Nippon Sayonara | Japan | Living in Mexico

Nippon Sayonara

I'm writing this in Atlanta, where we're taking a breather after 22 hours of travel from our Kyoto hotel. Tomorrow we'll continue on to San Miguel via Houston. Arriving at the Hartsfield-Jackson Airport Country Inn and Suites (South), we bid farewell to overstaffed lobbies, smiling bowers, young men in suits leaping to open doors and hand us umbrellas. We'll miss the heated toilet seats, the key cards you just wave at the door.

Our room in Atlanta smells like disinfectant. The lone employee at the front desk was kind enough to switch us from the first non-smoking room he gave us, which had been previously occupied by a prolific smoker. We are ruefully aware that in the morning, instead of a breakfast buffet featuring smoked salmon, baby salad greens, custom-made omelets and croissants, we'll be getting cello-pak danish and bad coffee in styrofoam cups. 

This was our first international arrival at Atlanta, and if it is the will of Allah, his name be praised, it will be our last. Something in the airport design makes it impossible to simply clear passport control, collect luggage and go through customs. I mean, you can do all
that easily enough, but then you have to get from the international arrival terminal to the main terminal, and because of the airport topology, the shuttle and the other five terminals are all in a secure zone. This means you have to go through security twice. First, you have to give up your already-cleared checked baggage (but NOT your hand baggage) where it is x-rayed yet another time.

"Sir! SIR! Bring your bags over here. SIR! You'll have to claim your bags AGAIN when you get to Terminal 'T.' SIR!! NO!!! Take your carry-ons WITH you!!!!"

So you have to stand at a baggage carousel
twice at the end of your international flight. Then you get in a line full of guys just off the KLM 747 wearing Tyrollean hats so you can take your hand baggage and your personal self through yet another security checkpoint.

Going through security is bad enough for most people, but for me, it's one step short of a cavity search because of my defibrillator. I'll set off the walk-through sensor every time, and when I tell them it's because of my defibrillator, they freak out and lecture me because the scanner's magnetic field briefly shuts down the implant. I mean, come on! Every time I see the doc, he waves a little magnet over it to shut it down while he checks this and that. It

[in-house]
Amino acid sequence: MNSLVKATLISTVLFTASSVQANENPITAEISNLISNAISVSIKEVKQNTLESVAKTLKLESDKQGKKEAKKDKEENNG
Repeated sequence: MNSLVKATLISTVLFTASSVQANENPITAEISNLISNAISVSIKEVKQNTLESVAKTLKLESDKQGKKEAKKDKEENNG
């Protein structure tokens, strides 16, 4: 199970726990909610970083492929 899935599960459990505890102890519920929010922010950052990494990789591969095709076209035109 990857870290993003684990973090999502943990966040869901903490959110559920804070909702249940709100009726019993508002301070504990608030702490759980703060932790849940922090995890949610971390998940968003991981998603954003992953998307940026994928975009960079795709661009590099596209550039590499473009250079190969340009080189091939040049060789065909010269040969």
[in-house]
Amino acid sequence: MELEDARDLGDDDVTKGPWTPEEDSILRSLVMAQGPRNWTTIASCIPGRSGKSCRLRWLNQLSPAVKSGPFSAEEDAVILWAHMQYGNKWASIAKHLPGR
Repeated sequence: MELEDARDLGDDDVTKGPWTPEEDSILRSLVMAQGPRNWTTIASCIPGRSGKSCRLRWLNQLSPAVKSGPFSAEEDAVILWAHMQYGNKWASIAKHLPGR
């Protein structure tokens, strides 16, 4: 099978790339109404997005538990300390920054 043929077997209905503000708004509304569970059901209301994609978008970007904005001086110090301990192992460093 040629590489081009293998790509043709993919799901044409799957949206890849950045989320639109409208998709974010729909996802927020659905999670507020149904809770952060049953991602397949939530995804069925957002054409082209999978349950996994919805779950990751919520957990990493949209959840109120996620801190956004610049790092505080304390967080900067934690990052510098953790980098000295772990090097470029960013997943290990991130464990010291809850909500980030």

always starts back up. It's some liability thing, I guess.

Because of the magnet sensitivity, they can't wand me, either. Instead, they have to frisk me. To call what they do to me "frisking" fails to capture the intensity of the experience. It's more like shiatsu. They squeeze
everything. They make me sit down and take off my shoes and they squeeze the bottoms of my feet. I asked the last guy if he'd do it for a while longer.

[In the God-fearing US of A, they always go looking for a male security officer/massage therapist to do the hand job. Frankly, this always feels a little gay to me. In Japan, it's often done by women. On our return flight, after I partially disrobed in front of about 2,000 travelers, a sloe-eyed Suzie Wong type came up to me and asked, semi-breathlessly, "May I touch you?"

"Oh Yes," I murmured.

Then she gave me a most thorough going-over, including a palm-up squeeze in the crotch that left me dazed with wild fantasies.]

In Atlanta, they do it
other. In Atlanta, harpies screamed at me to get into the right line. When I reached the screener, I told a security officer that I needed hand screening. He glowered at me. "You're in the wrong line, Bud. Go around to this other line over here."

I walked around the end of the table where everyone was putting their pocket stuff in gray plastic boxes for the x-ray machine. A uniformed woman asked, "Where do you think YOU are going?"

I said, "I'm going over to the other line, where
that man (indicating the glowering officer) told me to go."

She said, "Well, then you have to go
out the door of the security area and go through the line again. This (indicating the passage I'd tried to take) doesn't look like an entrance, does it? Go around the outside!"

Hmm. Taxpayer as errant schoolchild. Nice.

I told her I would go around as she requested—